4 fitness-focused films at Sundance

Take a break from the slopes and head to the cinema.

With stunning mountains and a vibrant restaurant scene,Park City is a popular ski destination. But at the end of January, winter sports become a sideshow to culture thanks to the Sundance Film Festival. This year, movie-goers can choose from 113 feature-length pictures playing from January 19-29. While climate change and environmental sustainability will be front and center this year—topics that are particularly important to Sundance filmmaker and founder Robert Redford—several documentaries are sports-centric. Here, a round-up of four noteworthy athlete-focused picks.


Brian Fogel, co-writer and star of the Off-Broadway play, Jewtopia, started exploring the world of illegal sports doping three years ago without any clue as to where it might take him. A chance meeting with Russian scientist Dr. Grigory Rodchenkov led to the focus of this 110-minute documentary: Russia’s state-sponsored criminal doping program.
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take every wave: the life of laird hamilton

Surfing fans should get excited about this film documenting one of the greatest athletes in the world and how he changed the sport forever. Directed by Academy Award-nominated and Emmy Award-winning filmmaker Rory Kennedy, the 118-minute film captures Hamilton’s pioneering spirit and pursuit of greatness. (Don’t forget, he was the man who surfed the heaviest wave in history in 2000 off the coasts of Tahiti.) The inspiring tale is told through a mix of unseen, old footage and new shots of his latest pursuits.
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nobody speak: hulk hogan, gawker and trials of a free press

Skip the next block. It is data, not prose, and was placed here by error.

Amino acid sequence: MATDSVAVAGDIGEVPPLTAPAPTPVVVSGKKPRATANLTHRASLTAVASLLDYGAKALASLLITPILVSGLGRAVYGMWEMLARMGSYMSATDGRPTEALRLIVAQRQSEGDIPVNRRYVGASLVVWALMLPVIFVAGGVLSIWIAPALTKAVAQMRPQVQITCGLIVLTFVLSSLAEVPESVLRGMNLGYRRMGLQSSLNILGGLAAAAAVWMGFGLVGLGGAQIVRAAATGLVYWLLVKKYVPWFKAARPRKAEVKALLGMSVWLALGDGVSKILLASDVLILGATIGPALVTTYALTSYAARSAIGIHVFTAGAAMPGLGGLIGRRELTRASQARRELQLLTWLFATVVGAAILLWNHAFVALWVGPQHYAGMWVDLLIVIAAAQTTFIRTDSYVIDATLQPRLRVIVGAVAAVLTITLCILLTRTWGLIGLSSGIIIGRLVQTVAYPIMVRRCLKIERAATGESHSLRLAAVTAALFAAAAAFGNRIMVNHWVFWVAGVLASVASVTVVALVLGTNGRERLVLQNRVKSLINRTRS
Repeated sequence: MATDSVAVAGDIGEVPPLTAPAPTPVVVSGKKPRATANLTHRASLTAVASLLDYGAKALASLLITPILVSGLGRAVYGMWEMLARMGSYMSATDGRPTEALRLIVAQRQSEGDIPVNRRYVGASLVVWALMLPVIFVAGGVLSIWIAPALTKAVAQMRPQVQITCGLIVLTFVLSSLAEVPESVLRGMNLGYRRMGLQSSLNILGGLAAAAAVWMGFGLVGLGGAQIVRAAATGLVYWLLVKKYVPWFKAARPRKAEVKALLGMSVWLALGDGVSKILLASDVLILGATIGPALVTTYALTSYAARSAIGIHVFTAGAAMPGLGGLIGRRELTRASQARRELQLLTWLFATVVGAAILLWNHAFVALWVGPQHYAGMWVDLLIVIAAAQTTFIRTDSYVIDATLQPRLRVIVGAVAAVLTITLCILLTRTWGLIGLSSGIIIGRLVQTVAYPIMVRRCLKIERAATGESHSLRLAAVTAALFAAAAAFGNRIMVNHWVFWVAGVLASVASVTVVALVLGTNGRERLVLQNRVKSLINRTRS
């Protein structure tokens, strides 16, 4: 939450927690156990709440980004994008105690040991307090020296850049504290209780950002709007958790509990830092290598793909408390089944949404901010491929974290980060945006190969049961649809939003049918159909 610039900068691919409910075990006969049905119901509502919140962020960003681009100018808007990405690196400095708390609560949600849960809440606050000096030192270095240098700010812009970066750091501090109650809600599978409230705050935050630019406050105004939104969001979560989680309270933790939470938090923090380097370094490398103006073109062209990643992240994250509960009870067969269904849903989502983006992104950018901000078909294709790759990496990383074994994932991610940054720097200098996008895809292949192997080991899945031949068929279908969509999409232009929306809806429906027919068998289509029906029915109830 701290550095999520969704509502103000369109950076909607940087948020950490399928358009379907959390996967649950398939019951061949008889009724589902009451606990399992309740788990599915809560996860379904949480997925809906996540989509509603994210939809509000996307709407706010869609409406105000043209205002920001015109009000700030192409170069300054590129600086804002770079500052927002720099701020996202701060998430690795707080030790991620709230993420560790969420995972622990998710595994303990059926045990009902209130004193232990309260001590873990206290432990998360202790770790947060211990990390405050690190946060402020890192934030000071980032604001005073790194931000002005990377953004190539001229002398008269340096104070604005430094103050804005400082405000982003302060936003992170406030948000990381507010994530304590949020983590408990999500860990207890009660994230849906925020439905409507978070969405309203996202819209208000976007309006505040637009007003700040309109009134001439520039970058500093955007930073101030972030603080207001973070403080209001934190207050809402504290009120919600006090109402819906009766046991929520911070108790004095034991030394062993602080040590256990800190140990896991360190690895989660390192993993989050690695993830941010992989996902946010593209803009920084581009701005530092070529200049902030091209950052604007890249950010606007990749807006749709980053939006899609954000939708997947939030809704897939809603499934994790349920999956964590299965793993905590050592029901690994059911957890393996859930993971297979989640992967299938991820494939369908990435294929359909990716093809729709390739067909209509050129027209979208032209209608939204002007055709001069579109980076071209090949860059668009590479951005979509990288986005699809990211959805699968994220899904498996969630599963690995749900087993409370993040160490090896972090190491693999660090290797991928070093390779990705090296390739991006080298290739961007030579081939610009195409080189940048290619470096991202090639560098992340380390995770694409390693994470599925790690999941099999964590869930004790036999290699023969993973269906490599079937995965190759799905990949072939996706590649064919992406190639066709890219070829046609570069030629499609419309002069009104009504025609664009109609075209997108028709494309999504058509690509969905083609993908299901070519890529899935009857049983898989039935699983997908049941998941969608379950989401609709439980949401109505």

In case you missed it, Hulk Hogan sued Gawker after they released a sex tape featuring Hogan and his friend's ex-wife. The wrestler and TV personality ended up winning the legal battle for $115 million, bankrupting the site and its founder, Nick Denton. Though this 102-minute film is more about the threats of journalistic freedom in the digital age, it’s a gripping tale that you’ll want to add to your watch list. Director Brian Knappenberger also directed The Internet’s Own Boy: The Story of Aaron Swartz, which premiered at the 2014 Sundance Film Festival and won a Writers Guild Award.
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Tony Award-winning producer Amanda Lipitz makes her directorial debut with this 83-minute documentary, which captures a high school girls’ step team in inner-city Baltimore as they try to become the first in their families to go to college. The story follows three impressive “Lethal Ladies” during their senior year, as they navigate college applications and dance their way to success.
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